Markets Today: It’s all relative

It’s 100 years ago today that Albert Einstein formally presented the results of his eight year study into gravity – the general theory of relativity. Good on you Albert.

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It’s 100 years ago today that Albert Einstein formally presented the results of his eight year study into gravity – the general theory of relativity.  Good on you Albert.

Meanwhile in the marginally less complex world of financial markets, the relativities of Fed and ECB policy dispositions remain a key driver. EUR/USD has made a new post-March 2015 low at 1.0566 and the 2yr benchmark German bond yields a new record low of -0.424% (down some 4bps).  The proximate cause has been a Reuters report suggesting that the ECB is looking at a tiered system for the negative deposit rate(s) to be charged to banks posting excess cash at the central bank. This is interpreted as implying that that the headline Deposit Rate could be cut beyond -0.3% (from -0.2% currently) and which is the current consensus view.

The dollar, as measured by the euro-centric DXY index (the euro has a 57.6% weight) has spent time back above 100.0 for the first time since March, though has since slipped back to be only 0.3% higher on the day. We’ve had a cart load of US economic data, concertinaed into Wednesday ahead of today’s Thanksgiving holiday, and which while mixed has overall proved dollar supportive and prevented US yields from being pulled down by the across-the-curve declines in Eurozone yields.  US stock meanwhile look like heading into Thanksgiving with very small gains.

The data highlights have included some disappointment that October personal spending – in both real and nominal terms – fell short of the 0.2% expected outcomes at 0.1% for both, with the PCE deflators (whether headline or core) also  1/10% lower than expected  (headline is just 0.2% y/y, and core +1.3% – the latter unchanged from September). The final University of Michigan consumer Sentiment Index also disappointed, slipping to 91.3 from the 93.1 preliminary. In contrast, October durable goods orders posted a strong 3% gain (+1.4% expected) with capital goods orders excluding the lumpy defence and aircraft sub-components +1.3% against +0.2% expected. October New Home Sales meanwhile  jumped 10.7% on the month, stronger than expected but only because of a big downward revision to September (now -12.9%). The level of new homes sales 495k was just beneath the 500k consensus.  Markit’s version of US services PMI rose to 56.5 from 54.8 – better than the 55.1 expected, while jobless claims fell to 260k from 272k.

RBA assistant governor Guy Debelle spoke in London overnight, but on benchmarks and the Conduct -0 pretty much a rehash of his speech to the Bloomberg Summit last week. Best we can see there was no Q&A.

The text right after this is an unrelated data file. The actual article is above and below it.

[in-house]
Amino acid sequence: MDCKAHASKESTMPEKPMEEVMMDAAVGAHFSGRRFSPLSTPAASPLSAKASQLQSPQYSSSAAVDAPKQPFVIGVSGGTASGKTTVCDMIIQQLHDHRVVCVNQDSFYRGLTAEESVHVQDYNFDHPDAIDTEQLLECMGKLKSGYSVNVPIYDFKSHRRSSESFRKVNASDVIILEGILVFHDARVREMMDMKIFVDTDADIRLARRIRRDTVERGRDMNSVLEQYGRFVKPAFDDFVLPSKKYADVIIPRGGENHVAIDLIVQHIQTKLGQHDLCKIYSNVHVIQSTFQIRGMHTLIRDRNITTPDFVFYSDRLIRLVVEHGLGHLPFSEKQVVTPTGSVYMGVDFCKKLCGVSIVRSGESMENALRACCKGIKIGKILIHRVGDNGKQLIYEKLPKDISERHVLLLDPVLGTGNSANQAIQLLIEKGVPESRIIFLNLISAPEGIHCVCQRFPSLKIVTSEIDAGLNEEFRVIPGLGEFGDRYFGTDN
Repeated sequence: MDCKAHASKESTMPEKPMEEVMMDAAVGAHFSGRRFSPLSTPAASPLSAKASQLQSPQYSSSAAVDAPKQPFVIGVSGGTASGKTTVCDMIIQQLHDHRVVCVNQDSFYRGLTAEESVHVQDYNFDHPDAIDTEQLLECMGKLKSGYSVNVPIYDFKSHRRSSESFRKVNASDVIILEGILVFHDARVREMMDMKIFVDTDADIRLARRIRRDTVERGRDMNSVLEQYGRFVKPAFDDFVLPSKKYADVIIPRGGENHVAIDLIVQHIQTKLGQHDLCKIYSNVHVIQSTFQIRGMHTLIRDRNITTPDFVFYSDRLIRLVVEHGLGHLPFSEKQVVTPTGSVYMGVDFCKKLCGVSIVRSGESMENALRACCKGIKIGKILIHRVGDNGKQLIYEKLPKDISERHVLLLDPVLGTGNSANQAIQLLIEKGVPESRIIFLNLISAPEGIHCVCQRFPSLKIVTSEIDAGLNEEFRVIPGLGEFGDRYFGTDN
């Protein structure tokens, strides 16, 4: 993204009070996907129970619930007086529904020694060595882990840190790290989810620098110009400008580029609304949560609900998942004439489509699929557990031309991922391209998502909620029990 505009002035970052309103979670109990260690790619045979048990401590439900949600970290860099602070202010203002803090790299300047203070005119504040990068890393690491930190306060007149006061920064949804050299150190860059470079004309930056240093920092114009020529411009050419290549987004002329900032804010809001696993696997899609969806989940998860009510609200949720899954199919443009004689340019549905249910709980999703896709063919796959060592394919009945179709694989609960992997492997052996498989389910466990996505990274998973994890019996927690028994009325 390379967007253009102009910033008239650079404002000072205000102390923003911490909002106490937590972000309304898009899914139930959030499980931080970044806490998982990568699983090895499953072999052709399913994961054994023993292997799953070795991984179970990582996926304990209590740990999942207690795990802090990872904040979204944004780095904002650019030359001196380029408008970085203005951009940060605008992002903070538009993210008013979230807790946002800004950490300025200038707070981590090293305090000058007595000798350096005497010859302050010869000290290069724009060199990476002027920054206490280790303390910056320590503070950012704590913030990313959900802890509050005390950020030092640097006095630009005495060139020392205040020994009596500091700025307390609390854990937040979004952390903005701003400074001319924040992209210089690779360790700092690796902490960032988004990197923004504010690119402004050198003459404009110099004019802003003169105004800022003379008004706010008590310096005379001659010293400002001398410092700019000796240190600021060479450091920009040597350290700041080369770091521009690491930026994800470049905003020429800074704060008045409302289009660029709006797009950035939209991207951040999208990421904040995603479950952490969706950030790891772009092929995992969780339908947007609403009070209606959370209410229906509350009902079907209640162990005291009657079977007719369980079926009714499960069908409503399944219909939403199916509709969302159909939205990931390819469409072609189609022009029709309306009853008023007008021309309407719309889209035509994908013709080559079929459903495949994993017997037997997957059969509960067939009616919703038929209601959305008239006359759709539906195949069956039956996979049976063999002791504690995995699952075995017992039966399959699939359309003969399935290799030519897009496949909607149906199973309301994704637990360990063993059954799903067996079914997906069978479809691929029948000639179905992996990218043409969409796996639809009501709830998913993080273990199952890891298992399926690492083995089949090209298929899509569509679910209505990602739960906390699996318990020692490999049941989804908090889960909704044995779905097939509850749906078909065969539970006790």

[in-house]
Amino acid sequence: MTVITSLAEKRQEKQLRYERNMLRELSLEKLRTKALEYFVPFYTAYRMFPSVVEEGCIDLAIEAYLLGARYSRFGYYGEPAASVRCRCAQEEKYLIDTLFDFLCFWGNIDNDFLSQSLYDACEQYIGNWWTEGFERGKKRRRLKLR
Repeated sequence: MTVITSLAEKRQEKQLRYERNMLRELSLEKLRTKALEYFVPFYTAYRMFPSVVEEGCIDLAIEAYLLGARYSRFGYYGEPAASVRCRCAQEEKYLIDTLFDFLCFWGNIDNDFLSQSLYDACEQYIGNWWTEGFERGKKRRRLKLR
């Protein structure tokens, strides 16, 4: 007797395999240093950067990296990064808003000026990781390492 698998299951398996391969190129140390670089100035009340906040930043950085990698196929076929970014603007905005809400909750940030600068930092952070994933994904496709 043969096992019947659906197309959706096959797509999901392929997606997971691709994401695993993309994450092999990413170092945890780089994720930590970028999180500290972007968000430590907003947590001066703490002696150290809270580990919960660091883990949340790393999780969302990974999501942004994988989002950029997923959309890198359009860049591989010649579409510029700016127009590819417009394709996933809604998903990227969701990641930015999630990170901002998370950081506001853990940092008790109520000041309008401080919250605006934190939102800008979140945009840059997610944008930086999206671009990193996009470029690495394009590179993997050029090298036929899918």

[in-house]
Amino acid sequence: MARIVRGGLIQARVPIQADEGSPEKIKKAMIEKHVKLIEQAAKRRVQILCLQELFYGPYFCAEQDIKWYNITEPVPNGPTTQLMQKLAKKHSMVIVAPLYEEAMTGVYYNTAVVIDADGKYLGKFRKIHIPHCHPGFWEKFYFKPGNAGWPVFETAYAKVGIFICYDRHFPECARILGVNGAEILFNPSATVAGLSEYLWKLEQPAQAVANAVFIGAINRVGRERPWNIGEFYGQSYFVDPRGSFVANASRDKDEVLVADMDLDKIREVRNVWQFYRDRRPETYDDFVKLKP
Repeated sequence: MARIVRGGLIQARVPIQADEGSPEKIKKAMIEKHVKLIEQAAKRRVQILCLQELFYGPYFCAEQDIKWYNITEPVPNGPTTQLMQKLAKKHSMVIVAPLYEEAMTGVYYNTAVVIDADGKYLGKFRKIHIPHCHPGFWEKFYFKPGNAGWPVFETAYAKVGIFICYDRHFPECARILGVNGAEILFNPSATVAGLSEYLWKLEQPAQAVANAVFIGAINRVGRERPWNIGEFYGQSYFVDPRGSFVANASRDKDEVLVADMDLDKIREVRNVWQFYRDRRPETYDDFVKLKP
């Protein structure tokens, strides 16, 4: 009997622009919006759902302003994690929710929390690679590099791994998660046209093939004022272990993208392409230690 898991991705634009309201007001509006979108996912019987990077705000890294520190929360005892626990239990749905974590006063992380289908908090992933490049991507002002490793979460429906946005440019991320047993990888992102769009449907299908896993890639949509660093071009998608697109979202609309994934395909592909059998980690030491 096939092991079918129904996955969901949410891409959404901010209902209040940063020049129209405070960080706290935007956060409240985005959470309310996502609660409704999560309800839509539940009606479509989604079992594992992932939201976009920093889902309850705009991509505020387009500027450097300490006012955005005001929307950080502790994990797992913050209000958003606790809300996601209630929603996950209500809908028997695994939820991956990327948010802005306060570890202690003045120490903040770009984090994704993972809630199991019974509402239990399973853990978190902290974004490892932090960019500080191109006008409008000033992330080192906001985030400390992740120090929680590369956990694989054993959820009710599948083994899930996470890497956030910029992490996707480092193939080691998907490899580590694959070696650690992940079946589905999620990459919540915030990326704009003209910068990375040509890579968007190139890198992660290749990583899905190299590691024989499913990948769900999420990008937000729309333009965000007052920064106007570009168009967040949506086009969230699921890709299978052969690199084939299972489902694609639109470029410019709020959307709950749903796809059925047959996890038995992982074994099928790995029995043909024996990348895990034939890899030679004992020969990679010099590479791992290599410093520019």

As for the AUD, it failed to hold its Sydney-day gains overnight, losing about 30 points to 0.7253. Yesterday’s local gains came in part on suspicions of M&A support for the AUD following news that the winning bidder for the NSW Trans-Grid power sell-off has a 65% offshore component.  Iron ore prices meanwhile – and where Tuesday’s plunge to new 9-year lows went ignored by the FX market – have stabilised overnight around $44.0.

Coming Up

Being Thanksgiving today and the US effectively out for the rest of the week, and little to note in Europe tonight, Asia-Pacific markets look like being left to their own devices.

The local (known) highlight Thursday is undoubtedly the Q3 Capex survey. This provides an estimate of capital expenditure for the September quarter but perhaps more importantly an updated estimate of planned capital expenditure for the year ahead.

With mining investment unwinding and non-mining investment still relatively subdued, NAB forecasts Q3 capital expenditure in total will decline by 4.0% q/q. Our figure is slightly weaker than the market consensus of -2.9%, but we feel this is justified given the extent of the mining unwind now occurring.

For the Capex survey for planned capital expenditure for 2015/16, we look for a fourth estimate of $124bn, down from the fourth estimate last year of $152bn. The market consensus is for a smaller figure of $120bn.

Adjusting our estimate of 2015-16 spend by its historical realisation ratio, results in a similar pace of decline to what was flagged in the last release – namely a 17% decline in nominal investment for 2015-16, driven by a 32% decline in mining investment, while non-mining investment is expected to improve from the last survey, but still show a small decline

Overnight

On global stock markets, the S&P 500 was +0.10%. Bond markets saw US 10-years -0.71bp to 2.23%. On commodity markets, Brent crude oil -0.26% to $46, gold-0.4% to $1,070, iron ore +0.4% to $44.07. AUD is at 0.7252 and the range was 0.7227 to 0.7283.

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